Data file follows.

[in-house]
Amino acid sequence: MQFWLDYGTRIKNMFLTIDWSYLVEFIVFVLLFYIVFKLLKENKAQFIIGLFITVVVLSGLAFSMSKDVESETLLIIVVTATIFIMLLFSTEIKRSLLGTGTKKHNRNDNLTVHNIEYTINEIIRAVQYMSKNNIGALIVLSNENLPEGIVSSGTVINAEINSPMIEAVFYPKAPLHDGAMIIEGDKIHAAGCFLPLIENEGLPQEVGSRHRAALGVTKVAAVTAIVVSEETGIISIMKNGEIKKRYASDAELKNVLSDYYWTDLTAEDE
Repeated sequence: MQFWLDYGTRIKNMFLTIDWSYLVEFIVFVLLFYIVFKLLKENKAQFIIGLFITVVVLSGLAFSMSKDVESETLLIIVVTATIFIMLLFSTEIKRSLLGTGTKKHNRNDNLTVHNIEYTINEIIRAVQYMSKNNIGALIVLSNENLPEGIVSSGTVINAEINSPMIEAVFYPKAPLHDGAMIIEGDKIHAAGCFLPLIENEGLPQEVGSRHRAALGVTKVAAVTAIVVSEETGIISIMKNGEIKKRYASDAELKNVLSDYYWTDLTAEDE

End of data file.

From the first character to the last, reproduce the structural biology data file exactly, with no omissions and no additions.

[in-house]
Amino acid sequence: MQFWLDYGTRIKNMFLTIDWSYLVEFIVFVLLFYIVFKLLKENKAQFIIGLFITVVVLSGLAFSMSKDVESETLLIIVVTATIFIMLLFSTEIKRSLLGTGTKKHNRNDNLTVHNIEYTINEIIRAVQYMSKNNIGALIVLSNENLPEGIVSSGTVINAEINSPMIEAVFYPKAPLHDGAMIIEGDKIHAAGCFLPLIENEGLPQEVGSRHRAALGVTKVAAVTAIVVSEETGIISIMKNGEIKKRYASDAELKNVLSDYYWTDLTAEDE
Repeated sequence: MQFWLDYGTRIKNMFLTIDWSYLVEFIVFVLLFYIVFKLLKENKAQFIIGLFITVVVLSGLAFSMSKDVESETLLIIVVTATIFIMLLFSTEIKRSLLGTGTKKHNRNDNLTVHNIEYTINEIIRAVQYMSKNNIGALIVLSNENLPEGIVSSGTVINAEINSPMIEAVFYPKAPLHDGAMIIEGDKIHAAGCFLPLIENEGLPQEVGSRHRAALGVTKVAAVTAIVVSEETGIISIMKNGEIKKRYASDAELKNVLSDYYWTDLTAEDE